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MC 3510 Midterm Scholl
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Gravity
Terms in this set (37)
Extraneous Variable
A variable that relates to the IV and DV, creating the appearance of a causal relationship.
Spurious Relationships
: A relationship in which two variables appear to be causally related, but have no causal relationship. The relationship is coincidental or created by a Z variable.
TRUE/FALSE :Just because two variables are related, does not mean one variable causes the other variable
TRUE
TRUE /FALSE CORRELATION DOES NOT IMPLY CAUSATION
TRUE
What are the 3 components to To demonstrate a causal relationship between an independent (X) variable and a dependent (Y) variable?
Temporal precedence: X before Y
Covariation: X related to Y
Non-Spuriousness: No other variables involved
Control Variable
A variable whose influence a researcher wishes to eliminate.
Spurious Relationship
Control variable reduces or eliminate the effect of an independent variable on a dependent variable
Graphically: flat lines across X axis; null X->Y relationship
Additive Relationship
Effect of IV on DV is similar at each value of the control variable
Graphically: lines trend together; positive or negative relationship
Interactive Relationship
Effect of IV on DV varies at different values of the control variable
Graphically: lines cross or one line is flat while other is steep
Curvilinear Relationship
Relationship between independent and dependent variable depends on the interval or range of the IV being examined.
Linear Relationship
Increases on the independent variable are associated with a consistent, uniform increase or decrease on the dependent variable.
Concave or Convex, U- or V-Shaped Relationships
Types of curvilinear relationship in which values of the dependent variable increase (concave) or decrease (convex) only in the middle range of the independent variable.
TRUE/FALSE : Median resistant to skew
TRUE
TRUE FALSE: mean is sensitive to skew, or the degree to which a distribution of a variable leans to one side of the mean
TRUE
TRUE/FALSE Often better to report the median than the mean, esp. when dealing with highly skewed variables
TRUE
If a curve leans left, is it skewed positively or negatively? (curve means bell think about the graph!)
Positive
If a curve leans right, is it skewed positively or negatively? (curve means bell think about the graph!)
Negative
Outlier
An observation (response) that is numerically distant from the rest of the observations. You can think of outliers as "extreme" observations.
Negatively skewed distributions
have a majority of responses falling on the high end of the scale, with a minority of responses falling on the low end
In negatively skewed distributions, the mean is often dragged in the direction of the skew, to the left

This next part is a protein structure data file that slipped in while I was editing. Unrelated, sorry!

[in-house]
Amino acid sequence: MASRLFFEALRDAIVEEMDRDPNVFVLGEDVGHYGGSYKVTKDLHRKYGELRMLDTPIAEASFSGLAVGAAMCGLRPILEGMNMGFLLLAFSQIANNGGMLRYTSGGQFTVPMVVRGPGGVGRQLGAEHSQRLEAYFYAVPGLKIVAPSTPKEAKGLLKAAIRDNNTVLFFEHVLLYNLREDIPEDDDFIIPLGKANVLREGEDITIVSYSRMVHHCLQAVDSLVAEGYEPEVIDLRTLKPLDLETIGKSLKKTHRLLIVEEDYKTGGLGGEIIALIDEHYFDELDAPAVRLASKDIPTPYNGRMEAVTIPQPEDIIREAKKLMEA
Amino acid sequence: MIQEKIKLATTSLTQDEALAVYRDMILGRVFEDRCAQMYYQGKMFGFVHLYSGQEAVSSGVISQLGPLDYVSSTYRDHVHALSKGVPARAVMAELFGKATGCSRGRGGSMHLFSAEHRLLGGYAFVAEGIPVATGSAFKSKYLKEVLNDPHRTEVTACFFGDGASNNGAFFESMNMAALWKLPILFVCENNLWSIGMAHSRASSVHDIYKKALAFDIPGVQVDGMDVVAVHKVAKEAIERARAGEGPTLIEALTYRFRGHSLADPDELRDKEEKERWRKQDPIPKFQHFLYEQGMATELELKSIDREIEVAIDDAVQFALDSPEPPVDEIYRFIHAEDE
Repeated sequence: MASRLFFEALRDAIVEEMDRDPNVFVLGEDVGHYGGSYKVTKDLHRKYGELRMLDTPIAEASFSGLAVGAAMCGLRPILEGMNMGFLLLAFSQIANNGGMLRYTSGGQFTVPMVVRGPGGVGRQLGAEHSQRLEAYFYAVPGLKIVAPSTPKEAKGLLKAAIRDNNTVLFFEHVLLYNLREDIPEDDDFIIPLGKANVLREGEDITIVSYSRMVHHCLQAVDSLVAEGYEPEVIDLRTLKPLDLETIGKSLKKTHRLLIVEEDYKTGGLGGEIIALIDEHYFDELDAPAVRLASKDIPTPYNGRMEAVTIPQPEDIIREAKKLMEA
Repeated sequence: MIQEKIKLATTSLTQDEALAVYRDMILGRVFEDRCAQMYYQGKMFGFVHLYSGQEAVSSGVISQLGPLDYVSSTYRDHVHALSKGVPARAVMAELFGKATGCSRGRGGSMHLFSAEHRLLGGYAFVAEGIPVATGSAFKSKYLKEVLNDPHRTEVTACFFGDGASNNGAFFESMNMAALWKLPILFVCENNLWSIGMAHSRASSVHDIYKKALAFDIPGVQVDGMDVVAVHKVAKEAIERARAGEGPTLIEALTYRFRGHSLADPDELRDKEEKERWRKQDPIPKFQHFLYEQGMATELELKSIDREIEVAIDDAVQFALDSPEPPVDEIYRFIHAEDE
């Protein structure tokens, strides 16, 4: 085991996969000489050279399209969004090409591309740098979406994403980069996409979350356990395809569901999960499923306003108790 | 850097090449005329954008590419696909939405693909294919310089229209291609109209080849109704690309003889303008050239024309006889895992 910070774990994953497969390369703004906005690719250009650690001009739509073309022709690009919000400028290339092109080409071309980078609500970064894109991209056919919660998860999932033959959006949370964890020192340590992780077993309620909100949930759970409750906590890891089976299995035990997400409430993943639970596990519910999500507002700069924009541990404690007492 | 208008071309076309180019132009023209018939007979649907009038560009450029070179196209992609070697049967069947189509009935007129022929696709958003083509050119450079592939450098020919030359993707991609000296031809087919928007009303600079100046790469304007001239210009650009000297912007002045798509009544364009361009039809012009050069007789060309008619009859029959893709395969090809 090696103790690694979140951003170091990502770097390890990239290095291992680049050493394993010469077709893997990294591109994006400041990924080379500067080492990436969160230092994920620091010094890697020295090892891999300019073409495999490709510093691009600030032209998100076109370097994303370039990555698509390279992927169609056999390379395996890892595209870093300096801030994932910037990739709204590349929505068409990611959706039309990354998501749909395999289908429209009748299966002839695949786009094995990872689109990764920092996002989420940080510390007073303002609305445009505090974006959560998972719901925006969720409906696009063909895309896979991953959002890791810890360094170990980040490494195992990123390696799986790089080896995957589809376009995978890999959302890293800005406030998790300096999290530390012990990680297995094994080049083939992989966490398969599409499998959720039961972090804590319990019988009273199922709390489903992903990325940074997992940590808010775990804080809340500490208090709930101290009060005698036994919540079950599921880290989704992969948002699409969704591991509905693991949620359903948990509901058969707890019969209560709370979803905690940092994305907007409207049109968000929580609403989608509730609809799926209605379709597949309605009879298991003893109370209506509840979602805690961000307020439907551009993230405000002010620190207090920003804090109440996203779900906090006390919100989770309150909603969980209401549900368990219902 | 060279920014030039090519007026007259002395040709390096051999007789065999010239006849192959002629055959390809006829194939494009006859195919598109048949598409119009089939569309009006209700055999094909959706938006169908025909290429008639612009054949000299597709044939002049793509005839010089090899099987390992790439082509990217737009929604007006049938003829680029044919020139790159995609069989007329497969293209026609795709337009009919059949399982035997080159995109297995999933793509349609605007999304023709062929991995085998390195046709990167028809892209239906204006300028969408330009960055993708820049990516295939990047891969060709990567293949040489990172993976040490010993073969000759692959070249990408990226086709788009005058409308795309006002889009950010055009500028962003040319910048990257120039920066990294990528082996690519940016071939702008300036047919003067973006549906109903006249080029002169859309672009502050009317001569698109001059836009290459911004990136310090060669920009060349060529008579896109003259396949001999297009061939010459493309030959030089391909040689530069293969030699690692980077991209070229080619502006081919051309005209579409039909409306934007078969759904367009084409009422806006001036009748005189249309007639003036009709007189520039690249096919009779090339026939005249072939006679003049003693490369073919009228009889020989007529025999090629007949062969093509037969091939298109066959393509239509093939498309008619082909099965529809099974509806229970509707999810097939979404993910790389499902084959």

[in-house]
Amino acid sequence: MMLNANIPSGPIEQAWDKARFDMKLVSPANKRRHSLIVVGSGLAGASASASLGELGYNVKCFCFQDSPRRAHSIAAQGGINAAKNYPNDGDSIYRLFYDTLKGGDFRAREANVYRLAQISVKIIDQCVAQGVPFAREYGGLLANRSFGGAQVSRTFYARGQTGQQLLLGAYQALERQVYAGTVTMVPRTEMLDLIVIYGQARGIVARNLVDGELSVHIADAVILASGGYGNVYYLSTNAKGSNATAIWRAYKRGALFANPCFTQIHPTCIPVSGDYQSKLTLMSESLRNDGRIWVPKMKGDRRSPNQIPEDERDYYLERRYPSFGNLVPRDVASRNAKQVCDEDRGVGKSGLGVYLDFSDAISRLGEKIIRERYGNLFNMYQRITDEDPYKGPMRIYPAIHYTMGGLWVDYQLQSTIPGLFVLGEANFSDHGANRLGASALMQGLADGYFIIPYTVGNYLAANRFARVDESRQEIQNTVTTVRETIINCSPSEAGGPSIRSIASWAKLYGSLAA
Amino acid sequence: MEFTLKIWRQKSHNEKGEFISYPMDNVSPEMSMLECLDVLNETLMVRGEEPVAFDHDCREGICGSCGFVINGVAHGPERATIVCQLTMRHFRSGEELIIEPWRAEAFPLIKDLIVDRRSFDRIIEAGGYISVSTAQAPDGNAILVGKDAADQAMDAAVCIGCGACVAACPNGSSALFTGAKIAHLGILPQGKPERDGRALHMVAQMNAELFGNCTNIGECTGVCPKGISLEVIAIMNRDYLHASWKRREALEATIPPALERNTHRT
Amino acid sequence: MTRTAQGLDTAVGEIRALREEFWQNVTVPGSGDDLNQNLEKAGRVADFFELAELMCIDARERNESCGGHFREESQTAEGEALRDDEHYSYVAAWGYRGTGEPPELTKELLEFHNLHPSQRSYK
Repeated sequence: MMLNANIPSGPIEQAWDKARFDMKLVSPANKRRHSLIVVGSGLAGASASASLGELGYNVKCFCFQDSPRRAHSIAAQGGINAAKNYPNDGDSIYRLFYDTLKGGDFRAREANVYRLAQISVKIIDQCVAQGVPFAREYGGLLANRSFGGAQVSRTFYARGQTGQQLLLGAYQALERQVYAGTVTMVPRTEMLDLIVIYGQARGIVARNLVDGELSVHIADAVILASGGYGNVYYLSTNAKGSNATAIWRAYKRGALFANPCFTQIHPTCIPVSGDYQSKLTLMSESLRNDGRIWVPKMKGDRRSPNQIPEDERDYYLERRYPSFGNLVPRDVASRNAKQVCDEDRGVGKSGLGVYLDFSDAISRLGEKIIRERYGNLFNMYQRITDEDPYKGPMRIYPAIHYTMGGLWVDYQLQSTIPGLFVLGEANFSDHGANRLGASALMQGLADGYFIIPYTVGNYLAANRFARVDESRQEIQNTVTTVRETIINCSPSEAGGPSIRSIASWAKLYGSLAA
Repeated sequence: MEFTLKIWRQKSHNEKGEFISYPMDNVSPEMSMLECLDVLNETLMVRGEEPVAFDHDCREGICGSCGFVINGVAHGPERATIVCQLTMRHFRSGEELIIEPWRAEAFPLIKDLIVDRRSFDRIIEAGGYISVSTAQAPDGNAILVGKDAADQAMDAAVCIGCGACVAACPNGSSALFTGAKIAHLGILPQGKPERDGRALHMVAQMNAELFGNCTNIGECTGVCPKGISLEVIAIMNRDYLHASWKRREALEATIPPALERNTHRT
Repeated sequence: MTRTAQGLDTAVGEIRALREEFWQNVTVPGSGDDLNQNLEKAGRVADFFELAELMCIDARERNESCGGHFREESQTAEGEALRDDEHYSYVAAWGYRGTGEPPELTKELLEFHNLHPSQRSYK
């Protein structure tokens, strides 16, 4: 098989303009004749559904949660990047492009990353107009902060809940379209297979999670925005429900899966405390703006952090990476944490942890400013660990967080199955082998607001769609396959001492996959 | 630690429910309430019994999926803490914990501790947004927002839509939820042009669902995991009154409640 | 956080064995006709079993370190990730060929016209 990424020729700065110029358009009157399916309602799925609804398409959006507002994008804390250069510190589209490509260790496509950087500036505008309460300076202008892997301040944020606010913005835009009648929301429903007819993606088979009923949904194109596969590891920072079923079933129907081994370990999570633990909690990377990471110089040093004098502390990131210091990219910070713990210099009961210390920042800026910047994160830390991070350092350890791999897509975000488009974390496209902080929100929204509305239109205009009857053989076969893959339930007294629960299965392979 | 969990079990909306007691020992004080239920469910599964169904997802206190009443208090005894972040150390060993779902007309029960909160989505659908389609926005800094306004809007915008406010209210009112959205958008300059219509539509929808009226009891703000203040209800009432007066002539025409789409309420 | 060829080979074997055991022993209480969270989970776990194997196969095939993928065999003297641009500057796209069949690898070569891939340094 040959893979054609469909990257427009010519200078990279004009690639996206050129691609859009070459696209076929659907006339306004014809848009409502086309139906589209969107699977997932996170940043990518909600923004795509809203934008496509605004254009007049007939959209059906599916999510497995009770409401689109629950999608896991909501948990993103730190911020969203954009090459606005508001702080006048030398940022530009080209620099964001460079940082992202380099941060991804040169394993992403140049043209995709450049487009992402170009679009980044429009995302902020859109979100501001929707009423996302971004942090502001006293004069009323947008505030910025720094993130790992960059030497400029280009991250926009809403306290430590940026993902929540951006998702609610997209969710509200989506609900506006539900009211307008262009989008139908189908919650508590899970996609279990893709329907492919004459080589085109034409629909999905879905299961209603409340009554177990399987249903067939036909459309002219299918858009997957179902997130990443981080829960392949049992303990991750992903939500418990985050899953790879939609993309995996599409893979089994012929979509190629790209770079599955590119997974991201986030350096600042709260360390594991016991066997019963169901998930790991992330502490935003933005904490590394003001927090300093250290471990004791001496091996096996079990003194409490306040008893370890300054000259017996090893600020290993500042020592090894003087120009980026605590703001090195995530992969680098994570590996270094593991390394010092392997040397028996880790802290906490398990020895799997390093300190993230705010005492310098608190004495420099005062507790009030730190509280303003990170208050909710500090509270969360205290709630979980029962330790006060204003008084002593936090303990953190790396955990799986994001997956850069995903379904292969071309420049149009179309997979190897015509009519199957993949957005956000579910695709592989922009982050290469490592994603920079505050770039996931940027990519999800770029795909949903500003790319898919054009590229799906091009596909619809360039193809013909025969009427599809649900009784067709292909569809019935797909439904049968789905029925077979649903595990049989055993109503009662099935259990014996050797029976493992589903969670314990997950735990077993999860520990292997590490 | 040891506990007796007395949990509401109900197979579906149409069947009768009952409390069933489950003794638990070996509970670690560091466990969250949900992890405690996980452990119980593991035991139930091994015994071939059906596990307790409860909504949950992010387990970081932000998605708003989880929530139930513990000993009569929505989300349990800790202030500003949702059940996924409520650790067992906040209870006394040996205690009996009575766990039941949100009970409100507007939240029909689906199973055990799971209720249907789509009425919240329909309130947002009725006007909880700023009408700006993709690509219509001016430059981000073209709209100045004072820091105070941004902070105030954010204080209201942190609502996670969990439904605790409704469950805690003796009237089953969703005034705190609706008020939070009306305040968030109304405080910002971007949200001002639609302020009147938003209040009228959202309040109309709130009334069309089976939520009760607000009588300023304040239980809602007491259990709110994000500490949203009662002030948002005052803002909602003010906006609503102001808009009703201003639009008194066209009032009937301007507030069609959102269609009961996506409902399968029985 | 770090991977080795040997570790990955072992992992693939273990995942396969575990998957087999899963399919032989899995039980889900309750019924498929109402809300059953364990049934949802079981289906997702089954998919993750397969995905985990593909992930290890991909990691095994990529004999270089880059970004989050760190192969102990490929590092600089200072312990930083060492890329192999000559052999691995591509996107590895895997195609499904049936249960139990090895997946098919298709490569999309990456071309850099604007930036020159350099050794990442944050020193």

Positively skewed distributions
have a majority of responses falling on the low end of the scale, with a minority of responses falling on the high end
In positively skewed distributions, the mean is often dragged in the direction of the skew, to the right
Interval Variables
Mean of interval is simply the average frequency of the response distribution.
Random Measurement Error
Unpredictable fluctuations in variable measurement
Index
- An additive combination of ordinal variables, each of which is coded identically, and all of which are measures of the same underlying concept
Ordinal Variables
Considered a type of "categorical variable."
Responses still take on finite values.
Distance between categories not precisely quantified.
BUT, logical, numerical ordering of categories.
Interval Variables
Considered a type of "continuous variable."
Most precise level of measurement.
Distance between response outcomes quantifiable.
Exact, equal distances between outcomes
Nominal Variables
Considered a type of "categorical variable."
Responses take on finite, categorical values.
No logical ordering of response categories.
Distance between response categories not quantifiable.
When do we need to transform variables?
To creative additive or averaged indices
To collapse a variable, combining its values or codes into a smaller number of useful categories
To recode variables that are coded in an illogical order
Inductive research
Seeks to understand larger truth of individual circumstance
Starts with data, builds theory
Deductive research
Seeks to produce generalizable results
Starts with theory, makes hypotheses, tests them with data
Structured interviews
each person is asked the same question in the same way so that any differences between answers are held to be real ones and not the result of the interview situation itself
Semi-structured interviews
The content and the context of the interview are both important aspects of the process
Unstructured interviews
Interviewees have the freedom to tell their stories in their own way, although the interviewer may prompt in order to keep the narrative going.
TRUE/FALSE Should qualitative interviewing take place in a natural setting?
true
Independent Variable(political experiments)
(purported) cause
Changes due to things outside your study
Dependent Variable
Dependent variable = (supposed) effect
conditions
Levels (treatments) of the IV
A cross-tabulation
a tabular summary of the relationship between two categorical (nominal or ordinal) variables.
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